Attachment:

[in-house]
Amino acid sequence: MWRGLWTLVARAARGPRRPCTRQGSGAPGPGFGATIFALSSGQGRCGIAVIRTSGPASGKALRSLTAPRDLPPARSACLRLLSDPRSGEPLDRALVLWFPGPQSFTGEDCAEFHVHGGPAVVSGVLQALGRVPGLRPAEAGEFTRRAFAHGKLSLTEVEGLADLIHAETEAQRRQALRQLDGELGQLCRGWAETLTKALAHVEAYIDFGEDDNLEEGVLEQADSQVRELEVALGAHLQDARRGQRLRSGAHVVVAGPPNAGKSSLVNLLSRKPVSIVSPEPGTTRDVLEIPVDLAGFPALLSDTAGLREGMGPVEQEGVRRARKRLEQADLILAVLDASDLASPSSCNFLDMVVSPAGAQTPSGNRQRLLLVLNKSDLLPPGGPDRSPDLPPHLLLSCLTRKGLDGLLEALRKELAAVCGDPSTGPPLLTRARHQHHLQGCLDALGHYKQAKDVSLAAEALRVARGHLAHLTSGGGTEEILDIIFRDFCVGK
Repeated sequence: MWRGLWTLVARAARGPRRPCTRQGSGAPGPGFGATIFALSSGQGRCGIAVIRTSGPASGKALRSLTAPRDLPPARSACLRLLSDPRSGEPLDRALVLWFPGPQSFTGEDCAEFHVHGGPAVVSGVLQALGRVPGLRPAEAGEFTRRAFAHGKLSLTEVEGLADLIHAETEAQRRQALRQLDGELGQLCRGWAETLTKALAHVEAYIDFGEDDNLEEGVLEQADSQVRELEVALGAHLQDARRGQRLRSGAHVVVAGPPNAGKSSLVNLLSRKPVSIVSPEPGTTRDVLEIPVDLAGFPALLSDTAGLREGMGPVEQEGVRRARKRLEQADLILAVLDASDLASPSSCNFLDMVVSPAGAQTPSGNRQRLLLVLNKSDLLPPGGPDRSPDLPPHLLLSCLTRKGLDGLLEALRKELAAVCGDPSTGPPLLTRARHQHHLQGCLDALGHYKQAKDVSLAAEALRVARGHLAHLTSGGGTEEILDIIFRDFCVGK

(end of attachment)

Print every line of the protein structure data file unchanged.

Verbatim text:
[in-house]
Amino acid sequence: MWRGLWTLVARAARGPRRPCTRQGSGAPGPGFGATIFALSSGQGRCGIAVIRTSGPASGKALRSLTAPRDLPPARSACLRLLSDPRSGEPLDRALVLWFPGPQSFTGEDCAEFHVHGGPAVVSGVLQALGRVPGLRPAEAGEFTRRAFAHGKLSLTEVEGLADLIHAETEAQRRQALRQLDGELGQLCRGWAETLTKALAHVEAYIDFGEDDNLEEGVLEQADSQVRELEVALGAHLQDARRGQRLRSGAHVVVAGPPNAGKSSLVNLLSRKPVSIVSPEPGTTRDVLEIPVDLAGFPALLSDTAGLREGMGPVEQEGVRRARKRLEQADLILAVLDASDLASPSSCNFLDMVVSPAGAQTPSGNRQRLLLVLNKSDLLPPGGPDRSPDLPPHLLLSCLTRKGLDGLLEALRKELAAVCGDPSTGPPLLTRARHQHHLQGCLDALGHYKQAKDVSLAAEALRVARGHLAHLTSGGGTEEILDIIFRDFCVGK
Repeated sequence: MWRGLWTLVARAARGPRRPCTRQGSGAPGPGFGATIFALSSGQGRCGIAVIRTSGPASGKALRSLTAPRDLPPARSACLRLLSDPRSGEPLDRALVLWFPGPQSFTGEDCAEFHVHGGPAVVSGVLQALGRVPGLRPAEAGEFTRRAFAHGKLSLTEVEGLADLIHAETEAQRRQALRQLDGELGQLCRGWAETLTKALAHVEAYIDFGEDDNLEEGVLEQADSQVRELEVALGAHLQDARRGQRLRSGAHVVVAGPPNAGKSSLVNLLSRKPVSIVSPEPGTTRDVLEIPVDLAGFPALLSDTAGLREGMGPVEQEGVRRARKRLEQADLILAVLDASDLASPSSCNFLDMVVSPAGAQTPSGNRQRLLLVLNKSDLLPPGGPDRSPDLPPHLLLSCLTRKGLDGLLEALRKELAAVCGDPSTGPPLLTRARHQHHLQGCLDALGHYKQAKDVSLAAEALRVARGHLAHLTSGGGTEEILDIIFRDFCVGK